The works were hung mainly in groupings of four or five under ten thematic headings. Among these were rubrics categorizing the objects according to motif (“Cottage and Village”; “Heads, Hair, and Hats”), expressive content (“Body Language and Gesture”; “Eye to Eye”), technique (“The Light Touch”), and suggestive capacity (“Shadow, Light, and the Active Mind”; “Drawing Darkness: Nature and Transcendence”). Robinson’s characteristically eloquent wall texts provided succinct rationales for the groupings, and included many sensitive, sometimes revelatory analyses of Rembrandt’s mechanical dexterity and the craftsmanship of his graphic techniques. Among Robinson’s more memorable observations was the description of Rembrandt’s subtle rendering of a rough wall in the drawing Farm on the Amsteldijk (ca. 1650–52) by “exploiting the mottled deposit left by a half-charged brush dragged over the uneven surface of the paper.” Another was his evocation of Rembrandt’s ability to suggest motion, noting a “notch” or penmark at the back of a walking man’s shoe in a drawing from the 1630s, which represents “the momentary flex of his ankle.” And a seemingly incongruous vertical stroke that cuts through a man’s chest and left hand in another sheet from the 1630s serves, as he rightly pointed out, to emphasize the hand’s upward motion. As a contrast to the boldness and vigor of these examples, Robinson eloquently characterized Rembrandt’s disciplined and refined handling of the etching needle in Landscape with a View toward Haarlem (Goldweigher’s Field) (1651), in which “hundreds of minutely calibrated marks describe the topographical features of this wide panorama and orchestrate the optical effects that create an illusion of space and light.”

Gaskell’s learned essay “Rembrandt, Ingenuity, and Skill” in the accompanying exhibition brochure traces evolving notions of the concept of genius over two centuries, summarizing concisely the contributions of Hume, Kant, Schopenhauer, Nietzsche, and Wittgenstein and their impacts on the development of aesthetics.1 By grounding in these philosophical discourses the current understanding of a genius as an individual of exceptional, even mystifying talent misunderstood by contemporaries, Gaskell clarifies how Rembrandt came to epitomize genius itself. But taking his cue from Wittgenstein’s contention “genius is what makes us forget skill,” Gaskell also articulates a call for reconceiving the label genius by abandoning clichés about talent beyond measure and narratives of the heroic artist as free agent to dwell on the technical craftsmanship and decisions through which artistic inspiration is converted into material form. In place of genius, Gaskell offers the more modest term ingenuity, which he hopes “would allow us to reassert the importance of skill in the making of art; ingenuity and skill would be seen as contributing equally.” While not addressing specific works in the exhibition, Gaskell does suggest how this model might help us to arrive at a more nuanced understanding of Rembrandt’s art, noting perceptively that we might thus be better equipped to recognize how “he set chance and intention in balance.”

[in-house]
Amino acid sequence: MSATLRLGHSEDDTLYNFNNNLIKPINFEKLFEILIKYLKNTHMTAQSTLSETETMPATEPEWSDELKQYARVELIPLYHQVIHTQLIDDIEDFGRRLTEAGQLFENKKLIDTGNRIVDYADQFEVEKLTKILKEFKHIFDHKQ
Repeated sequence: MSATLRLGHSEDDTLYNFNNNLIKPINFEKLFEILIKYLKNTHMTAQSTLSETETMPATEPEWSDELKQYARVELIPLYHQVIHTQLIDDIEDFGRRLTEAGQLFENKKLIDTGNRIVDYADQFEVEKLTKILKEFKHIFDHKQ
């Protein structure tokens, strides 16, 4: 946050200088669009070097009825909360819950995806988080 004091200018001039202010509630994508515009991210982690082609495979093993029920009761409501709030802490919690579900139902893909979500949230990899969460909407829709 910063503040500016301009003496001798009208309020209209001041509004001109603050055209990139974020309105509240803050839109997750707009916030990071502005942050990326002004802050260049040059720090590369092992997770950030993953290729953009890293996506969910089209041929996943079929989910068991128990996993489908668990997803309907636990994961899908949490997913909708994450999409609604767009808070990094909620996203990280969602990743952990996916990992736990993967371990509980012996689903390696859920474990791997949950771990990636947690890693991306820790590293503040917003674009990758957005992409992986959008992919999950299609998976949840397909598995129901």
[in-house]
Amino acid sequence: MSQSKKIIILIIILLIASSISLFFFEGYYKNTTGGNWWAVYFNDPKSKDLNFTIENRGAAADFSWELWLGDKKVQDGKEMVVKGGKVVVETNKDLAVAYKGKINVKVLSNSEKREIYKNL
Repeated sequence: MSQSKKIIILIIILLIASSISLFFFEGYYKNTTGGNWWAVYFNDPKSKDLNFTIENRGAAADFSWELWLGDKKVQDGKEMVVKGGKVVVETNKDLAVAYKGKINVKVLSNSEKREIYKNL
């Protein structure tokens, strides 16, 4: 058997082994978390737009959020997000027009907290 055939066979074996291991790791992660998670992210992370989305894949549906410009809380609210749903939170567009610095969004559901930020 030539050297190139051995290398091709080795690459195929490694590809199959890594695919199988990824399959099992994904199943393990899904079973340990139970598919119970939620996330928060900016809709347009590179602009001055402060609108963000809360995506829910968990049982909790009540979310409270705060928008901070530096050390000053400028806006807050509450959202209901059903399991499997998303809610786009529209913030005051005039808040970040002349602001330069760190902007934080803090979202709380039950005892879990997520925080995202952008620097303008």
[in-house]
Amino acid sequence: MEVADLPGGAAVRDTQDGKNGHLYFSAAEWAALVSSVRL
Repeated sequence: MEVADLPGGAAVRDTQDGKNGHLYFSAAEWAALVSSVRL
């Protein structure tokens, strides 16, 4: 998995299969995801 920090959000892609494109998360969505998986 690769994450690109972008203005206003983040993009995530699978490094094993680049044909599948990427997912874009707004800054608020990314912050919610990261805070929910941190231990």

Engaging intensely with Rembrandt’s astonishing technical abilities affords a unique and essential insight into his artworks and the conditions of their making. Moreover, attending to the materiality of his artistic practice offers a sobering antidote to the freighted label of genius, which relentlessly privileges imagination over execution. Yet in attempting to restrain the exaggerated claims of the genius by demystifying the artistic process, another, deeper dimension of meaning may run the risk of going unnoticed or being overwhelmed. While Rembrandt’s technical skills were startlingly inventive, his virtuoso displays also served to efface the signs of the laboriousness and physical ardor involved in their creation. I would argue that Rembrandt’s technical ingenuity cannot be uncoupled from and rightly remains in the service of his conspicuous virtuosity. It seems seductive to embrace Gaskell’s suggestion that another remark by Wittgenstein, that skill is visible “when genius wears thin,” might be overturned and recast so that genius “need not be worn thin in order for skill to be apparent.” But disciplining the current idea of genius with its heavy burden of associations by redressing the imbalance between imagination and execution may in fact be proposing a model beset with its own anachronistic assumptions. Ironically, Rembrandt permits and encourages the close scrutiny that reveals his manual skill and dexterity while simultaneously undermining any attempt to evaluate his art as ingenious handiwork. Ultimately Rembrandt’s artworks lay claim to transcendent value not as examples of consummate skill but as performances of an audaciously creative, inspired talent that purposefully defy categorization.

Michael Zell
Associate Professor, Art History Department, Boston University

1 Ivan Gaskell, Rembrandt and the Aesthetics of Technique, Harvard University Art Museums Gallery Series, no. 52 (2006),